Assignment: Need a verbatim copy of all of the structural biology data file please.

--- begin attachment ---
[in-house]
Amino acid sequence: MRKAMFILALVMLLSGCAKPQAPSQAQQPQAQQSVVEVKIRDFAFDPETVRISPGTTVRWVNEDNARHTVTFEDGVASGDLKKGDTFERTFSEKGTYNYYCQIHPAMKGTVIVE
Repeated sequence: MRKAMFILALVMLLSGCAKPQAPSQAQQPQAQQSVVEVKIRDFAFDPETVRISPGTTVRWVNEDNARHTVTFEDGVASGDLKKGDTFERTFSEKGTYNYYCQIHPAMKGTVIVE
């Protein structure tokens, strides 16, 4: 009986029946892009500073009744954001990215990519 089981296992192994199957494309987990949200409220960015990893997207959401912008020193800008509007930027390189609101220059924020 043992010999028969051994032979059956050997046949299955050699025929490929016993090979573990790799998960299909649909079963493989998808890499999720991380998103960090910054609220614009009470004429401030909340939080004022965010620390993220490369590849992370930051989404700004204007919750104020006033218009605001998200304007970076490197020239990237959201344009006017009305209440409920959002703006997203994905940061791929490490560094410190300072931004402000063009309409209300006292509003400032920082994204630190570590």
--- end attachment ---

[in-house]
Amino acid sequence: MRKAMFILALVMLLSGCAKPQAPSQAQQPQAQQSVVEVKIRDFAFDPETVRISPGTTVRWVNEDNARHTVTFEDGVASGDLKKGDTFERTFSEKGTYNYYCQIHPAMKGTVIVE
Repeated sequence: MRKAMFILALVMLLSGCAKPQAPSQAQQPQAQQSVVEVKIRDFAFDPETVRISPGTTVRWVNEDNARHTVTFEDGVASGDLKKGDTFERTFSEKGTYNYYCQIHPAMKGTVIVE
């Protein structure tokens, strides 16, 4: 009986029946892009500073009744954001990215990519 089981296992192994199957494309987990949200409220960015990893997207959401912008020193800008509007930027390189609101220059924020 043992010999028969051994032979059956050997046949299955050699025929490929016993090979573990790799998960299909649909079963493989998808890499999720991380998103960090910054609220614009009470004429401030909340939080004022965010620390993220490369590849992370930051989404700004204007919750104020006033218009605001998200304007970076490197020239990237959201344009006017009305209440409920959002703006997203994905940061791929490490560094410190300072931004402000063009309409209300006292509003400032920082994204630190570590």